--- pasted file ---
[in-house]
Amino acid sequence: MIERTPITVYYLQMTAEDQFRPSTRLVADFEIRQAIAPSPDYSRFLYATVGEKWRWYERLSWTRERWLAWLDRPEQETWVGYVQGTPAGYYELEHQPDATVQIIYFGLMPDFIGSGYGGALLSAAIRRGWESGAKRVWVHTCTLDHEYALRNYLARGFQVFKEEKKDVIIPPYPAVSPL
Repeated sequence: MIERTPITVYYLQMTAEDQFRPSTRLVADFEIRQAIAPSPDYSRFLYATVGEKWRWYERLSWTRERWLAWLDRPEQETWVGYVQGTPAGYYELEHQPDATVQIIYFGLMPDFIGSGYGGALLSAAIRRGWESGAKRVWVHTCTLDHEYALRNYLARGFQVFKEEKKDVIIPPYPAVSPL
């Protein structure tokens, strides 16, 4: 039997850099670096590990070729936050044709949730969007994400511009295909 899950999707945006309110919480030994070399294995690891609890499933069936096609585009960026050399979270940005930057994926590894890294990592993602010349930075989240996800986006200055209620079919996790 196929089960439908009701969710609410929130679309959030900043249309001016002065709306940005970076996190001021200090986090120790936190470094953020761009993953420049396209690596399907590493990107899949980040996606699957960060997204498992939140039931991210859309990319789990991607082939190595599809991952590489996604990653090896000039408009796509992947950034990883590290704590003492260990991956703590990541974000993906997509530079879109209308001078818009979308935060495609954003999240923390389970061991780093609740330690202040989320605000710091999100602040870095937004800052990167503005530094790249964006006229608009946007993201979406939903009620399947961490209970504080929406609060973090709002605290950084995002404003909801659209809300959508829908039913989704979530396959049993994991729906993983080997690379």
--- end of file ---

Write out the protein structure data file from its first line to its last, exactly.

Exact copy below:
[in-house]
Amino acid sequence: MIERTPITVYYLQMTAEDQFRPSTRLVADFEIRQAIAPSPDYSRFLYATVGEKWRWYERLSWTRERWLAWLDRPEQETWVGYVQGTPAGYYELEHQPDATVQIIYFGLMPDFIGSGYGGALLSAAIRRGWESGAKRVWVHTCTLDHEYALRNYLARGFQVFKEEKKDVIIPPYPAVSPL
Repeated sequence: MIERTPITVYYLQMTAEDQFRPSTRLVADFEIRQAIAPSPDYSRFLYATVGEKWRWYERLSWTRERWLAWLDRPEQETWVGYVQGTPAGYYELEHQPDATVQIIYFGLMPDFIGSGYGGALLSAAIRRGWESGAKRVWVHTCTLDHEYALRNYLARGFQVFKEEKKDVIIPPYPAVSPL
């Protein structure tokens, strides 16, 4: 039997850099670096590990070729936050044709949730969007994400511009295909 899950999707945006309110919480030994070399294995690891609890499933069936096609585009960026050399979270940005930057994926590894890294990592993602010349930075989240996800986006200055209620079919996790 196929089960439908009701969710609410929130679309959030900043249309001016002065709306940005970076996190001021200090986090120790936190470094953020761009993953420049396209690596399907590493990107899949980040996606699957960060997204498992939140039931991210859309990319789990991607082939190595599809991952590489996604990653090896000039408009796509992947950034990883590290704590003492260990991956703590990541974000993906997509530079879109209308001078818009979308935060495609954003999240923390389970061991780093609740330690202040989320605000710091999100602040870095937004800052990167503005530094790249964006006229608009946007993201979406939903009620399947961490209970504080929406609060973090709002605290950084995002404003909801659209809300959508829908039913989704979530396959049993994991729906993983080997690379």